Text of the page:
On the more science-related side, despite the fact I'm not doing any real work, I've learned a lot, and had the chance to talk about a lot of ideas.

There's been a huge ongoing discussion about the qcal values, or calibrated base call scores that are appearing in Illumina runs these days. It's my understanding that in some cases, these scores are calibrated by looking at the number of perfect alignments, 1-off alignments, and so on, and using the SNP rate to identify some sort of metric which can be applied to identify an expected rate of mismatched base calls. Now, that's fine if you're sequencing an organism that has a genome identical to, or nearly identical to the reference genome. When you're working on cancer genomes, however, that approach may seriously bias your results for very obvious reasons. I've had this debate with three people this week, and I'm sure the conversation will continue on for a few more weeks.

In terms of studying for my comprehensive exam, I'm now done the first 12 chapters of the Weinberg "Biology of Genomes" textbook, and I seem to be retaining it fairly well. My girlfriend quizzed me on a few things last night, and I did reasonably well answering the questions. 6 more days, 4 more chapters to go.

The most interesting part of the studying was Thursday's seminar day. In preparation for the Genome Sciences Centre's bi-annual retreat, there was an all-day seminar series, in which many of the PIs spoke about their research. Incidentally, 3 of my committee members were speaking, so I figured it would be a good investment of my time to attend. (Co-incidentally, the 4th committee member was also speaking that day, but on campus, so I missed his talk.)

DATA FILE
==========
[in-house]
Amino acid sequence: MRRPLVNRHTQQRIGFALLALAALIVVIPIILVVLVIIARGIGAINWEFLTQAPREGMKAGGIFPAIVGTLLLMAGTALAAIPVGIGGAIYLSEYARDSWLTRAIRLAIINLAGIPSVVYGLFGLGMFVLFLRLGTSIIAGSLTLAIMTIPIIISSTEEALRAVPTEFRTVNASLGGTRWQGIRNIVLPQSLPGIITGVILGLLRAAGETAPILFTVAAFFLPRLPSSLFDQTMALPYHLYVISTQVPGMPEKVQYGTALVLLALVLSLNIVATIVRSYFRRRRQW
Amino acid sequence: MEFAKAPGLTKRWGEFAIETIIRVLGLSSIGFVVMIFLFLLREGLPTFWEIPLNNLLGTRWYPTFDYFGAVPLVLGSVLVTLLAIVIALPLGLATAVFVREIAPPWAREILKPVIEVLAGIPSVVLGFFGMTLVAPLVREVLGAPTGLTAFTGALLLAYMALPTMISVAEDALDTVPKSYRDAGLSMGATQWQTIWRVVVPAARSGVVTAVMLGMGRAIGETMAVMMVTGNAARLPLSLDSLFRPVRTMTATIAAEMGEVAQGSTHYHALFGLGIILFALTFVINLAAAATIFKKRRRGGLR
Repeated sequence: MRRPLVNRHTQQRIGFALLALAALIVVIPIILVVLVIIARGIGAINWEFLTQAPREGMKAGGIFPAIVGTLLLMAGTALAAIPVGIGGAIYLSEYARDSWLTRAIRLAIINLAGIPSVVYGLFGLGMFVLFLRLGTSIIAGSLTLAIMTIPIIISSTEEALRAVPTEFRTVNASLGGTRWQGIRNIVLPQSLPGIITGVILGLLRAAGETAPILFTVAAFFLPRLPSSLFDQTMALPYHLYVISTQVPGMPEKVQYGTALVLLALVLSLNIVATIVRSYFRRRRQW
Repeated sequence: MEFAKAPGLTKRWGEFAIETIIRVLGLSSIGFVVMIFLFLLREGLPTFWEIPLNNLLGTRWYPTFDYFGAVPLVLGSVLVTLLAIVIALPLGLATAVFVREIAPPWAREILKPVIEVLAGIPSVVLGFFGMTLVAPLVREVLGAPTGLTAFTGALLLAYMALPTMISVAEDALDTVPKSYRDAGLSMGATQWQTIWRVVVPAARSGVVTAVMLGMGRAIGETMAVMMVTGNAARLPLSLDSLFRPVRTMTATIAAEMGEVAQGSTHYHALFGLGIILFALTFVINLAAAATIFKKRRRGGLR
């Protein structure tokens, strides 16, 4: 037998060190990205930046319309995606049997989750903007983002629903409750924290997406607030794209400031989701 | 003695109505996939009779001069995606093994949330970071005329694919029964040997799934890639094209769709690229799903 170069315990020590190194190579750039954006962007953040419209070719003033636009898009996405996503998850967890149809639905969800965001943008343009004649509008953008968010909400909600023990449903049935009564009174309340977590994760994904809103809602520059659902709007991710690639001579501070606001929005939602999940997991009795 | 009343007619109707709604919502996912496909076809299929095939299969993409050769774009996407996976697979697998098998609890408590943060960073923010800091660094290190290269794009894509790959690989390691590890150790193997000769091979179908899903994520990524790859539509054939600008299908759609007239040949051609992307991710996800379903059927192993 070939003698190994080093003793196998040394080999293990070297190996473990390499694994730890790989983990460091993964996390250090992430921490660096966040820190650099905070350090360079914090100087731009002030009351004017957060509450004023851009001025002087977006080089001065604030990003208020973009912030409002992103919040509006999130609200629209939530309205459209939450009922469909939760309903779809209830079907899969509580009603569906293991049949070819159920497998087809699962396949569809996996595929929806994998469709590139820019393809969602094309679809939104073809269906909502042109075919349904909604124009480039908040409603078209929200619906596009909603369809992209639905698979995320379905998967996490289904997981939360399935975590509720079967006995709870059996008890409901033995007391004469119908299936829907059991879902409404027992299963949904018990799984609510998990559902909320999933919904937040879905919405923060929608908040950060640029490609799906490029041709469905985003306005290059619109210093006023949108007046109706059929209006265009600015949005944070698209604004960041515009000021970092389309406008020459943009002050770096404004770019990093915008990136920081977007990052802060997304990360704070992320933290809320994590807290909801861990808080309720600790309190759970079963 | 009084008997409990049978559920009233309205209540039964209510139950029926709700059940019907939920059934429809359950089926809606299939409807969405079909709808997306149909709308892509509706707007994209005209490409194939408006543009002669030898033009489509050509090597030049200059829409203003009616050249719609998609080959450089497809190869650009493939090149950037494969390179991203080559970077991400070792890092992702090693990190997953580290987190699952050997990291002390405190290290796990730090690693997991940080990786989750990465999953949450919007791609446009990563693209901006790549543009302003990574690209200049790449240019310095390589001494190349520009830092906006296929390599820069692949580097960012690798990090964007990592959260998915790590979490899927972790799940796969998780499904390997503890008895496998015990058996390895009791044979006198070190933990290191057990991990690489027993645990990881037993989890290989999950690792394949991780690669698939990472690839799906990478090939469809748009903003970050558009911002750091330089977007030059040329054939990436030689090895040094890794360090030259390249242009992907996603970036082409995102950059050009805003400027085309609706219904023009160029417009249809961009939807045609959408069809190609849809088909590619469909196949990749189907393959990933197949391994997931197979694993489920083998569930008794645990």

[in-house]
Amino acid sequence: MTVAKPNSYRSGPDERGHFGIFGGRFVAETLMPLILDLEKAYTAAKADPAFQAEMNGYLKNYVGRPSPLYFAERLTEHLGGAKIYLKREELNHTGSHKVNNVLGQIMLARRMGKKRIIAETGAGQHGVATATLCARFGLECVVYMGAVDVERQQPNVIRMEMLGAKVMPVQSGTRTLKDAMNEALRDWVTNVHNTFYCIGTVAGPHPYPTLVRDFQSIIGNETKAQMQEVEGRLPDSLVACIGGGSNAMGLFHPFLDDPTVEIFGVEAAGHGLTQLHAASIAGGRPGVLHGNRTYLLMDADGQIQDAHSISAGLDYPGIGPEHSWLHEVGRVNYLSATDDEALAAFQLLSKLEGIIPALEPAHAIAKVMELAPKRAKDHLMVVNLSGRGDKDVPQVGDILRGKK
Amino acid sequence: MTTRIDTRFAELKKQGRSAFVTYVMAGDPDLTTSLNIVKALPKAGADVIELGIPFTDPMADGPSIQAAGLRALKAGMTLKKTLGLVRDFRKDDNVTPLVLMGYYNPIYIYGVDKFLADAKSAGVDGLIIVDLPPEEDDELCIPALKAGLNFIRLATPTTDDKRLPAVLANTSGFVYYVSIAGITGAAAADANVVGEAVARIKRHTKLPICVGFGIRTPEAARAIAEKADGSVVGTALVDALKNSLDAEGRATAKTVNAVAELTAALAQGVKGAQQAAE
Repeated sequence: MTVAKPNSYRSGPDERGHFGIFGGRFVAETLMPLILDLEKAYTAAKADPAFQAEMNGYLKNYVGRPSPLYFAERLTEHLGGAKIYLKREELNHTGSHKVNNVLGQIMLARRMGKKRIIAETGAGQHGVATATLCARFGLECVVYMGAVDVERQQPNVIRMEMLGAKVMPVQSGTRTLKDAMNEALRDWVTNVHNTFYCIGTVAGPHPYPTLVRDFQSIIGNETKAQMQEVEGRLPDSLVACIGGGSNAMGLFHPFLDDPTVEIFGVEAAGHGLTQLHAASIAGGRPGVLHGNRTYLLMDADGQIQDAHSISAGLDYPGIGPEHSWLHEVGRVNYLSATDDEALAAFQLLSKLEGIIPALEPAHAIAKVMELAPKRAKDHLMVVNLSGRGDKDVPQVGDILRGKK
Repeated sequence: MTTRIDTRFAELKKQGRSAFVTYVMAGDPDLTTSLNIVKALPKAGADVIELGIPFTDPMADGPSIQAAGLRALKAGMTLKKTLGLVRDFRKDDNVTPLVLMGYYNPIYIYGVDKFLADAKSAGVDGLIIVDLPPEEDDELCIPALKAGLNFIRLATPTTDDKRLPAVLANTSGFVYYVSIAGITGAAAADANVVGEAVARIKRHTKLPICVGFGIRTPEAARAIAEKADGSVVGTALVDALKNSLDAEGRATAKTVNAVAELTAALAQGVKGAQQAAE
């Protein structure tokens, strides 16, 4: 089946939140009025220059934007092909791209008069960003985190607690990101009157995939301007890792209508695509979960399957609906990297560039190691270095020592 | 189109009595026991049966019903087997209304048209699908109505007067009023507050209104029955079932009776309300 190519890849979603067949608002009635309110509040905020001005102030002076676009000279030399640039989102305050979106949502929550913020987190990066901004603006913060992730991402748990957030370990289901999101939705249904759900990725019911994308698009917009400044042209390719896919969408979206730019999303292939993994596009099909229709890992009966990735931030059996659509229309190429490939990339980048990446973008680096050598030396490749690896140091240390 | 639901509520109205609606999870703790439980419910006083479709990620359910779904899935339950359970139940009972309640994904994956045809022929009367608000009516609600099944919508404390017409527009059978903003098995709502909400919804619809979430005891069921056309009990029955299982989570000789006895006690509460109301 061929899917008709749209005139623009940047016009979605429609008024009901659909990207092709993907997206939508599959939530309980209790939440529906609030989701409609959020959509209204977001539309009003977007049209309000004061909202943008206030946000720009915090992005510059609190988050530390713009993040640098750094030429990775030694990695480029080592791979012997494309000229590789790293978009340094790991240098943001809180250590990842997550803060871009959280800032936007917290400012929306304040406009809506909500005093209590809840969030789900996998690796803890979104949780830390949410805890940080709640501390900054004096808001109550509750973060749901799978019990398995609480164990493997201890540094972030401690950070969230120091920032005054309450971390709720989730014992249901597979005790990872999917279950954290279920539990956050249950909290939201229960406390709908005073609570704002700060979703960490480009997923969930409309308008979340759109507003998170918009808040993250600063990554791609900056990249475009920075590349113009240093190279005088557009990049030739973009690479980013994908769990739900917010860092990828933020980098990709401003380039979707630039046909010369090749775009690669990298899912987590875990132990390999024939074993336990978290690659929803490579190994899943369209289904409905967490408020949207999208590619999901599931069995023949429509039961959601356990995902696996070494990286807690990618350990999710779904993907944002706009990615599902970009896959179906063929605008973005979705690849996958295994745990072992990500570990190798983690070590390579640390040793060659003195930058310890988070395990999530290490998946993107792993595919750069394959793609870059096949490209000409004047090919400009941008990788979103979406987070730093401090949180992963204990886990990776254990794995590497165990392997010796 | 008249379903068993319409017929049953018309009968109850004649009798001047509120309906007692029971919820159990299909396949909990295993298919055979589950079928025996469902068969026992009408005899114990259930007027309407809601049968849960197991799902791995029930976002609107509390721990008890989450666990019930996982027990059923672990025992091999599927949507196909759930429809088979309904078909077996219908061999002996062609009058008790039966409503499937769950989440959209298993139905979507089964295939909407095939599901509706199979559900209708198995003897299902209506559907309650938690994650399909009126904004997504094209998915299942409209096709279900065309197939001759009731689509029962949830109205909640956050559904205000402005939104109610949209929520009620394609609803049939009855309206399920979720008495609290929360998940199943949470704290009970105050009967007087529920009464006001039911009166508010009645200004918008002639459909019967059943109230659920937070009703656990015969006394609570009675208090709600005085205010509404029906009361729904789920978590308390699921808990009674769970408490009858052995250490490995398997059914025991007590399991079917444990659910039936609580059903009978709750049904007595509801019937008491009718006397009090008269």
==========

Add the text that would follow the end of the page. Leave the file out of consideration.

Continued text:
Indeed - having read so many chapters of the textbook on cancer biology, I was FAR better equipped to understand what I was hearing - and many of the research topics presented picked up exactly where the textbook left off. I also have a pretty good idea what questions they will be asking now: I can see where the questions during my committee meetings have come from; it's never far from the research they're most interested in. Finally, the big picture is coming together!

Anyhow, two specific things this week have stood out enough that I wanted to mention them here.

The first was the keynote speaker's talk on Thursday. Dr. Morag Park spoke about the environment of tumours, and how it has a major impact on the prognosis of the cancer patient. One thing that wasn't settled was why the environment is responding to the tumour at all. Is the reaction of the environment dictated by the tumour, making this just another element of the cancer biology, or does the environment have it's own mechanism to detect growths, which is different in each person. This is definitely an area I hadn't put much thought into until seeing Dr. Park speak. (She was a very good speaker, I might add.)